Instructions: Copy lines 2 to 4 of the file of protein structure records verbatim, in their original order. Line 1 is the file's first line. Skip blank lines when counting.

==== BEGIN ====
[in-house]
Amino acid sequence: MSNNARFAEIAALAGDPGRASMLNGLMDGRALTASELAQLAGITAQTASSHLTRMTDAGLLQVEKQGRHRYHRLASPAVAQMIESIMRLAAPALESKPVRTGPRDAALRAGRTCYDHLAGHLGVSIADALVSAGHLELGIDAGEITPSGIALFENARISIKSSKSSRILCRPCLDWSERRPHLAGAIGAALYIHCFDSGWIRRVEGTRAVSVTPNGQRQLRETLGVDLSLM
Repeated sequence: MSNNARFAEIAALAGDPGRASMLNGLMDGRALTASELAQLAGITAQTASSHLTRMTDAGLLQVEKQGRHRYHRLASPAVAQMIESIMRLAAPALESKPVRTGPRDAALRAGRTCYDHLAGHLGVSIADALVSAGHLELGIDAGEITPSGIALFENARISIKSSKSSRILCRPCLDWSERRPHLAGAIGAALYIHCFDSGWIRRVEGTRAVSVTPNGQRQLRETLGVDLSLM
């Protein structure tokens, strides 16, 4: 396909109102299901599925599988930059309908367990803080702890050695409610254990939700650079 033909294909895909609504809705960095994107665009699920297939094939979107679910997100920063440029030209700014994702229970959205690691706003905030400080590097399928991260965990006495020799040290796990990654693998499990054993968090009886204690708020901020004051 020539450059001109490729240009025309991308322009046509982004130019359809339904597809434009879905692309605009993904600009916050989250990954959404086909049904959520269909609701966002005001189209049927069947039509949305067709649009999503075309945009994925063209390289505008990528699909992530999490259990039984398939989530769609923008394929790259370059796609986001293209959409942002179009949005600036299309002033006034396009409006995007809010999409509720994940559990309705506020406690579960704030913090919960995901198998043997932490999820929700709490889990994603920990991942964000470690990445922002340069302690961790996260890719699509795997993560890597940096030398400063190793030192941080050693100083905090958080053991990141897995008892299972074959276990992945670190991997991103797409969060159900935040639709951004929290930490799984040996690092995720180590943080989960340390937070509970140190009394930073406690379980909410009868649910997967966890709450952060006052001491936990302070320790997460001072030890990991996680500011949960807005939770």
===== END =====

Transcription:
Amino acid sequence: MSNNARFAEIAALAGDPGRASMLNGLMDGRALTASELAQLAGITAQTASSHLTRMTDAGLLQVEKQGRHRYHRLASPAVAQMIESIMRLAAPALESKPVRTGPRDAALRAGRTCYDHLAGHLGVSIADALVSAGHLELGIDAGEITPSGIALFENARISIKSSKSSRILCRPCLDWSERRPHLAGAIGAALYIHCFDSGWIRRVEGTRAVSVTPNGQRQLRETLGVDLSLM
Repeated sequence: MSNNARFAEIAALAGDPGRASMLNGLMDGRALTASELAQLAGITAQTASSHLTRMTDAGLLQVEKQGRHRYHRLASPAVAQMIESIMRLAAPALESKPVRTGPRDAALRAGRTCYDHLAGHLGVSIADALVSAGHLELGIDAGEITPSGIALFENARISIKSSKSSRILCRPCLDWSERRPHLAGAIGAALYIHCFDSGWIRRVEGTRAVSVTPNGQRQLRETLGVDLSLM
């Protein structure tokens, strides 16, 4: 396909109102299901599925599988930059309908367990803080702890050695409610254990939700650079 033909294909895909609504809705960095994107665009699920297939094939979107679910997100920063440029030209700014994702229970959205690691706003905030400080590097399928991260965990006495020799040290796990990654693998499990054993968090009886204690708020901020004051 020539450059001109490729240009025309991308322009046509982004130019359809339904597809434009879905692309605009993904600009916050989250990954959404086909049904959520269909609701966002005001189209049927069947039509949305067709649009999503075309945009994925063209390289505008990528699909992530999490259990039984398939989530769609923008394929790259370059796609986001293209959409942002179009949005600036299309002033006034396009409006995007809010999409509720994940559990309705506020406690579960704030913090919960995901198998043997932490999820929700709490889990994603920990991942964000470690990445922002340069302690961790996260890719699509795997993560890597940096030398400063190793030192941080050693100083905090958080053991990141897995008892299972074959276990992945670190991997991103797409969060159900935040639709951004929290930490799984040996690092995720180590943080989960340390937070509970140190009394930073406690379980909410009868649910997967966890709450952060006052001491936990302070320790997460001072030890990991996680500011949960807005939770």